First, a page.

Australian Clinical Consensus Guideline: The diagnosis and acute management of childhood stroke

Tanya L. Medley, Christina Miteff, Ian Andrews, Tyson Ware, Michael Cheung, Paul Monagle, Simone Mandelstam, Alison Wray, Clair Pridmore, Christopher Troedson, Russell C. Dale, Michael Fahey, Adriane Sinclair, Peter Walsh, Belinda Stojanovski, Mark T. Mackay

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35 Citations (Scopus)


Stroke is among the top 10 causes of death in children and survivors carry resulting disabilities for decades, at substantial cost to themselves and their families. Children are not currently able to access reperfusion therapies, due to limited evidence supporting safety and efficacy and long diagnostic delays. The Australian Clinical Consensus Guideline for the Diagnosis and Acute Management of Childhood Stroke was developed to minimize unwarranted variations in care and document best evidence on the risk factors, etiologies, and conditions mimicking stroke that differ from adults. Clinical questions were formulated to inform systematic database searches from 2007 to 2017, limited to English and pediatric studies. SIGN methodology and the National Health and Medical Research Council system were used to screen and classify the evidence. The Grades of Recommendation, Assessment, Development, and Evaluation system (GRADE) was used to grade evidence as strong or weak. The Guideline provides more than 60 evidence-based recommendations to assist prehospital and acute care clinicians in the rapid identification of childhood stroke, choice of initial investigation, to confirm diagnosis, determine etiology, selection of the most appropriate interventions to salvage brain at risk, and prevent recurrence. Recommendations include advice regarding the management of intracranial pressure and congenital heart disease. Implementation of the Guideline will require reorganization of prehospital and emergency care systems, including the development of regional stroke networks, pediatric Code Stroke, rapid magnetic resonance imaging and accreditation of primary pediatric stroke centers with the capacity to offer reperfusion therapies. The Guideline will allow auditing to benchmark timelines of care, access to acute interventions, and outcomes. It will also facilitate the development of an Australian childhood stroke registry, with data linkage to international registries, to allow for accurate data collection on stroke incidence, treatment, and outcomes.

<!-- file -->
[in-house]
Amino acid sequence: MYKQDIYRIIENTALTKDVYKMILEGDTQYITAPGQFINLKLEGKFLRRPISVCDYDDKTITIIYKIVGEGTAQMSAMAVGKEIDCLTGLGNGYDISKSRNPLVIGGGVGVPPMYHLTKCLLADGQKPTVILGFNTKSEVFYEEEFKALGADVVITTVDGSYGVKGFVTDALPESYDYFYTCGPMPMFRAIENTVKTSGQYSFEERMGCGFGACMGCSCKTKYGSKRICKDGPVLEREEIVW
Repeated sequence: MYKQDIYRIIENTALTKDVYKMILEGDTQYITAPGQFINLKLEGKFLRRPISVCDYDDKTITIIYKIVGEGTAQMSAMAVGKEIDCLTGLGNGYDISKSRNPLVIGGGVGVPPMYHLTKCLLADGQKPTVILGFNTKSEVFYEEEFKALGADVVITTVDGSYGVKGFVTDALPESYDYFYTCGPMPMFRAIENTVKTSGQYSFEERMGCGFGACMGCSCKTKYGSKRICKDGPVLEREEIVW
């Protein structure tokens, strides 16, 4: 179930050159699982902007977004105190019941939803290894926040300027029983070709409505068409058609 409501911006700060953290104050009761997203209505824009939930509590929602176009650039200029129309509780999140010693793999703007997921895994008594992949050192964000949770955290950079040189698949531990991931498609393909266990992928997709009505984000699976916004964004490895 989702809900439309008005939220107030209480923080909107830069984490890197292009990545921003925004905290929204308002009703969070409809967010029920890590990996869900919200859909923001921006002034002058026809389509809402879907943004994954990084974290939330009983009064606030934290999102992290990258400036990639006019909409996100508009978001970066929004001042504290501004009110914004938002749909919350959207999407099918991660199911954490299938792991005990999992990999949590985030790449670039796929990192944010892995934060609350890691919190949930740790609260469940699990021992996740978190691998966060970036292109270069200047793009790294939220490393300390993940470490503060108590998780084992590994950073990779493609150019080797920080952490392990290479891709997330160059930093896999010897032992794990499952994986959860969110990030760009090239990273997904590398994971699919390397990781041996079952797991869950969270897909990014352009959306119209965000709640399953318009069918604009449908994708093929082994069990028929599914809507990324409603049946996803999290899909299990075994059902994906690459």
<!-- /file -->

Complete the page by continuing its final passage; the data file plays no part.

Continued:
Original languageEnglish
Pages (from-to)94-106
Number of pages13
JournalInternational Journal of Stroke
Issue number1
Publication statusPublished - 1 Jan 2019


  • Acute
  • childhood stroke
  • clinical guidelines
  • management
  • pediatrics
  • protocols

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